“At the Margins” is an interdisciplinary conference at Brown University bringing together scholars studying the Near East and Egypt to rethink the dichotomy between antiquated terms such as “core” and “periphery” and instead to explore lived realities in the margins of central authority. The borderlands of hegemonic entities within these regions pressed against each other creating cities and societies with influence from several competing polities. The peoples, cities, and cultures of these borderlands present a unique lens by which to examine how states controlled and influenced the lives, political systems, and social hierarchies of these subjects (and vice versa). Due to their inherently porous nature, frontier zones are difficult to define and often result in asymmetric encounters between polities. Additionally, the distinct traditions and experiences of areas beyond the core will be explored, for their own sake and their own distinct ways of life. It remains imperative that today’s historians and social scientists understand the ways in which these cultures developed, spread, and interacted with others along frontier edges. Such concepts to be examined are: terminology used when discussing empire, core, periphery, borderlands, and frontiers; conceptualization of space; practices and consequences of warfare, captive-taking and slavery; identity- and secondary state-formation; economy and society; ritual; diplomacy and the negotiation of claims to power.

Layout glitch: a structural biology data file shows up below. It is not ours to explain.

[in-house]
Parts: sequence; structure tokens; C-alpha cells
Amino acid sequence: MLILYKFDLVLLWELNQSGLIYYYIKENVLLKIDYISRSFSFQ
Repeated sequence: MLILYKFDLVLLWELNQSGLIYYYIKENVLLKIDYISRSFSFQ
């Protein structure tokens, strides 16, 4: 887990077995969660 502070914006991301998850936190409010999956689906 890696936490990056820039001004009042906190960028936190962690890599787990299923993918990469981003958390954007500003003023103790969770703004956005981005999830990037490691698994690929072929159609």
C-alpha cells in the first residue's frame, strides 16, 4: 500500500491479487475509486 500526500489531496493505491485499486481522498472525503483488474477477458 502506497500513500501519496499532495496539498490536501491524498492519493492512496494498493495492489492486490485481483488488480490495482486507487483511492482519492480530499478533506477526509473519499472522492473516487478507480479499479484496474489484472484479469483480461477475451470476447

As an intersectional approach between multiple disciplines, this conference will bring together professionals from archaeology, religious studies, history, sociology, and anthropology to work on new explorations of the frontier. We encourage participants to consider new frameworks for understanding such regions, applying concepts such as practice, identity, and postcolonial thought. Through this conference we aim to open new pathways in research, deepen already existing research, and promote wider collaboration among specialists. Furthermore, this conference will promote study of the ancient world in the field of frontier studies.